A special branch of RMCP officers has teamed up to build relationships with homeless people in Surrey.
This week marks the launch of the Surrey Outreach Team, a group of 12 RCMP officers whose aim is to get to know the homeless people in the so-called “Whalley Strip” area of Surrey.
The team will provide a 24-hour presence in the neighbourhood around 135-A street.
Surrey Director of Public Safety Strategies Terry Waterhouse says officers will be on hand to hear out the needs and concerns of vulnerable residents.
“Every community around the province and across the country has been very concerned with issues of homelessness, and the fentanyl crisis just has us more concerned than ever before. And these challenges are more intense, so we need to be ramping up our responses and respond.”
Waterhouse adds the hope is to both provide an important point of contact with people on the street facing challenges while reassuring local residents and businesses about public safety issues.
“They are reaching out with the people in the area, with the individuals who are both homeless or frequenting the area, creating one-to-one relationships. They’re doing the same thing with residents in the area, and the businesses to ensure they know what the needs are, the concerns are.”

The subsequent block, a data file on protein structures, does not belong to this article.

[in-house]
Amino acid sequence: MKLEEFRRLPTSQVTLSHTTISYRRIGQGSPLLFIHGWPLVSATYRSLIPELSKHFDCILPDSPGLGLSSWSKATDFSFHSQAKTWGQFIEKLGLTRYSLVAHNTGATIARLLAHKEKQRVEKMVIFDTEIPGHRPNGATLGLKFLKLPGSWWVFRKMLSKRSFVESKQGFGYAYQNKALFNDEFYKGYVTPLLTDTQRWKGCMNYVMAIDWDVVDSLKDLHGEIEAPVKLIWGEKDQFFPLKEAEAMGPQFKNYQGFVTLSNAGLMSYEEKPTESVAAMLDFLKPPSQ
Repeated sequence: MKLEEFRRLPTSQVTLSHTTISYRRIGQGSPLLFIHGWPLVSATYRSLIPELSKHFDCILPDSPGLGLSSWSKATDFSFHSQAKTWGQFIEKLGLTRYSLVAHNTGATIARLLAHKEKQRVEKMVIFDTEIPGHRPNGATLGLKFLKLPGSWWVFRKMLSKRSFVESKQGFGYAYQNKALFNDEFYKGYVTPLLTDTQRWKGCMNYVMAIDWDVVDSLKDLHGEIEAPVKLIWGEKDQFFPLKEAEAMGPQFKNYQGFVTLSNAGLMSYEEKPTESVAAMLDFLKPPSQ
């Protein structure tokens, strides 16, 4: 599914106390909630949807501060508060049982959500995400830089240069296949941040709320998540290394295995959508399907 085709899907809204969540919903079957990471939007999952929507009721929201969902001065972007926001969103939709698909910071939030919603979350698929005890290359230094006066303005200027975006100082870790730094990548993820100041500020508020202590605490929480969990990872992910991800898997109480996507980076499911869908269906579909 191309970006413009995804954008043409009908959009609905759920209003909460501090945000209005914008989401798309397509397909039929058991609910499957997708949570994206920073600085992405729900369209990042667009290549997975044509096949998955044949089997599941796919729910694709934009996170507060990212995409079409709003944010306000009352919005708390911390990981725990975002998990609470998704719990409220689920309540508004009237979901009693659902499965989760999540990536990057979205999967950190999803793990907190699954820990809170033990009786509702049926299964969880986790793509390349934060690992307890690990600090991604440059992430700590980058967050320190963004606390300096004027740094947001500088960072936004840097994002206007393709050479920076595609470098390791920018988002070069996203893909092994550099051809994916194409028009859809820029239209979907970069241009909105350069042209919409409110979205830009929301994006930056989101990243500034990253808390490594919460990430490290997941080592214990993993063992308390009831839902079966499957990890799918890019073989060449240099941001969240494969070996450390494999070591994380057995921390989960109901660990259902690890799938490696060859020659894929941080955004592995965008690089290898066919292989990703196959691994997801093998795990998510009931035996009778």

While this marks the official launch of the team, the Surrey RCMP says it has been providing a 24-hour a day presence in the area since early December in order to build relationships with the residents.
The team is currently working out of a mobile command centre until a temporary office can be built, and has received recent training from Fraser Health.
The Whalley Strip, just blocks from Surrey City Hall, has become notorious in recent months as the epicentre of Surrey’s drug and homeless crisis.
For months, city crews and police conducted daily sweeps of the street, rousing campers in the morning and cleaning the area, only to return the next day to a similar scene.
Homeless people and their advocates say there’s nowhere else for them to go, and point out that social services are clustered in the area.